Orphan Black Doesn’t Think Human Cloning Is Such a Big Deal
Gregory Pence is a leading expert on bioethics, and back in 2000 he was the only bioethicist to testify before Congress against a bill that would have outlawed human cloning. Pence rolls his eyes at most science fiction, which tends to depict clones that are unrealistically similar to each other, but one show that’s really grabbed his interest is Orphan Black.
“Orphan Black is pretty good about the science, like 98 percent of the time, and it’s really good about the bioethics issues,” Pence says in Episode 197 of the Geek’s Guide to the Galaxy podcast.
He explores those issues in his new book What We Talk About When We Talk About Clone Club: Bioethics and Philosophy in Orphan Black. He likes that the show depicts Sarah Manning (Tatiana Maslany) and her fellow clones as ordinary people with distinct personalities, backgrounds, and sexual identities. It’s a pleasant change from movies like The Island or Never Let Me Go, in which clones are killed and harvested for their organs.
“I think that’s completely absurd,” he says. “The way you’re originated doesn’t affect your personhood under our laws and ethics, so it’s just going to be murder to do that.”
A career in bioethics has taught him that every medical advance from egg donors to surrogate mothers to in vitro fertilization has been met with premature cries of horror. He’s confident that human cloning will eventually be accepted as just another option for parents.
“Almost all these things are tempests in a teapot,” he says. “They’re really not a big deal.”
He also notes that while the US government has stymied progress in areas such as stem cell research, Asian nations are moving full speed ahead. That promises a future in which Americans must travel abroad in order to obtain life-saving medical treatments.
“If your grandad is starting to shed his neurons with early onset Alzheimer’s, and there’s a chance you can reverse it, or at least stabilize it, you’re going to go get it,” he says.
Listen to our complete interview with Gregory Pence in Episode 197 of Geek’s Guide to the Galaxy (above). And check out some highlights from the discussion below.
Gregory Pence on science fiction:
“I’ve looked at a lot of movies about cloning, and I’ve read a lot of science fiction about cloning, and too often it would fall back on the same old stuff. The number one mistake is to think that if you clone a genotype, you get some kind of memories back, like in Arnold Schwartzenegger’s movie The 6th Day. In Alien: Resurrection, the new Ripley has some of the memories of the old Ripley. So that’s really wrong and misleading and inaccurate. And this isn’t just cloning, but hardly ever is there a scientist who’s well-intentioned. Maybe in The Day After Tomorrow, maybe Raiders of the Lost Ark. I ask my students sometimes to come up with a movie where a scientist is the good guy, and they’re stumped. And they’re science students.”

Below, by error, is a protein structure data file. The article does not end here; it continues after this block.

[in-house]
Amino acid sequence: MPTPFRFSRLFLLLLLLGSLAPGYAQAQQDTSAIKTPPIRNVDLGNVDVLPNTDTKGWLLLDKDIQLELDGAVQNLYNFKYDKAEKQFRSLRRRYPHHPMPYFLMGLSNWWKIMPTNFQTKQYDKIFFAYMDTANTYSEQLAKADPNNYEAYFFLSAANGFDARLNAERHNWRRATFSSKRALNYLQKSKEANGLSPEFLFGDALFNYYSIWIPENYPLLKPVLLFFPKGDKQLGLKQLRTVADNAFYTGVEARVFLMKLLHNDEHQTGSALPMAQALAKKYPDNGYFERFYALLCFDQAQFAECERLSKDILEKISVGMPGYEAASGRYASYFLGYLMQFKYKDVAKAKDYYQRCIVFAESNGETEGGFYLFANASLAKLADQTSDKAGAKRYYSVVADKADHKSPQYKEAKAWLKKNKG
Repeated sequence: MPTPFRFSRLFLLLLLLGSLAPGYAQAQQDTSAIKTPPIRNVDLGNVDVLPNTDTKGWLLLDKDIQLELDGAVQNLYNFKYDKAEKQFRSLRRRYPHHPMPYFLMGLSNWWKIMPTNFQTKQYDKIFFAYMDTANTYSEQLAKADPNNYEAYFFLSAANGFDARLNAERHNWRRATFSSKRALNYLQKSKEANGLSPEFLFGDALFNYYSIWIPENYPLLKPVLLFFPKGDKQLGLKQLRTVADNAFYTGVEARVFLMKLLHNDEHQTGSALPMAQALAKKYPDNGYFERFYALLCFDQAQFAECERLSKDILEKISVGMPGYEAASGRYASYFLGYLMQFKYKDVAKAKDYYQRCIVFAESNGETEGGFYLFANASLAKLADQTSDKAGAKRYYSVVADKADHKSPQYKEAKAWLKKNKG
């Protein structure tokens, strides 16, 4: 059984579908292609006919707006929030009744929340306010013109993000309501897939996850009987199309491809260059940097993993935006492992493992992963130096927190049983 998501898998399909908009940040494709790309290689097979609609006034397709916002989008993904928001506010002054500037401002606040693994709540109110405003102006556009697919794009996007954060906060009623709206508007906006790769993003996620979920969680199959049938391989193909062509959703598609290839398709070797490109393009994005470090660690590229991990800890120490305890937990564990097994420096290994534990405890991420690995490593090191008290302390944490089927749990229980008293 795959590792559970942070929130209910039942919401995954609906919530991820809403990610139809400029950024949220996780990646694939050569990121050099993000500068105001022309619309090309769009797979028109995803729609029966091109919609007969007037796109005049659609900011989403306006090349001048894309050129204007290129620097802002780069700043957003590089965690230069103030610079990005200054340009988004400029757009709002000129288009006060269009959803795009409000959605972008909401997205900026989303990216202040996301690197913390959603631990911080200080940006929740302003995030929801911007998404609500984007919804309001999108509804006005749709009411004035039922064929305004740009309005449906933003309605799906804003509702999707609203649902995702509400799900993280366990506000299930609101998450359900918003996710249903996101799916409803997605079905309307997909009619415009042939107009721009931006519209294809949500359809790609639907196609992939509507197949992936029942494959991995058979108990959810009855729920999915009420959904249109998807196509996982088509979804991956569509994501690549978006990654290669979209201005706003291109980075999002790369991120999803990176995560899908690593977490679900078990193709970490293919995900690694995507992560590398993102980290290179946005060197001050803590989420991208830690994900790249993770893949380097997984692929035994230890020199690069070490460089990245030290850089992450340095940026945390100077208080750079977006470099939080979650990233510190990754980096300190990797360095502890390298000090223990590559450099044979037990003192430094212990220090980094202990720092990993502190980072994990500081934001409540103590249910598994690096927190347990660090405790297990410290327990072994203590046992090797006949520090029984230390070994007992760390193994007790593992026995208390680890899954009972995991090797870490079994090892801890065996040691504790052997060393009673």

Gregory Pence on harvesting organs:
“I think an interesting scenario would be that you created a fetus and put it in some kind of artificial womb that basically rendered it brain dead, so it never became conscious. So you have this body that’s maintained, but a person never develops in it. It’s kind of like when you’re moving and you put all your stuff into mini-storage, and then pay to keep it around. … Then you’re not ever killing a person. … It’s theoretically possible. I know this because in bioethics there was a woman named Rita Greene, who was a nurse, and she went into a persistent vegetative state in about 1951. … And they’ve kept her body alive in a nursing home since then. So you can keep a body alive for a very, very long time with the right support.”
Gregory Pence on cloning celebrities:
“Genes have a range of expression that’s based partly on epigenetics and what happens in the environment, and how those things come together is pretty arbitrary. So it’s conceivable that you could clone five versions of Taylor Swift, and none of them sang quite like her, but more importantly, none of them had her drive and ambition, and skills in terms of business and self-marketing and clothes. Some of the things we associate with Taylor Swift are probably not just due to the base genetic package, but a whole bunch of other things. That’s the nature-nurture question. Again, we’re going to have to find out. I mean, you would have a good shot at it, but you probably wouldn’t get a superstar.”
Gregory Pence on alarmism:
“I probably shouldn’t say this, but I will. The easy road in bioethics is to be an alarmist, and to say, ‘The technology is changing faster than our wisdom,’ and just to say ‘no’ all the time. It’s much harder to say ‘yes.’ Looking back at 1978, almost everybody in bioethics should have said ‘yes’ to assisted reproduction. It’s pro-life, parents want the kids. But it’s hard to be out there, because if something goes wrong, then you feel responsible. And science fiction is a double-edged sword, because a lot of science fiction—to be dramatic—has to scare us, so it’s done its share of scaring people about science and choice, as well as the good science fiction, which has laid out a more optimistic future.”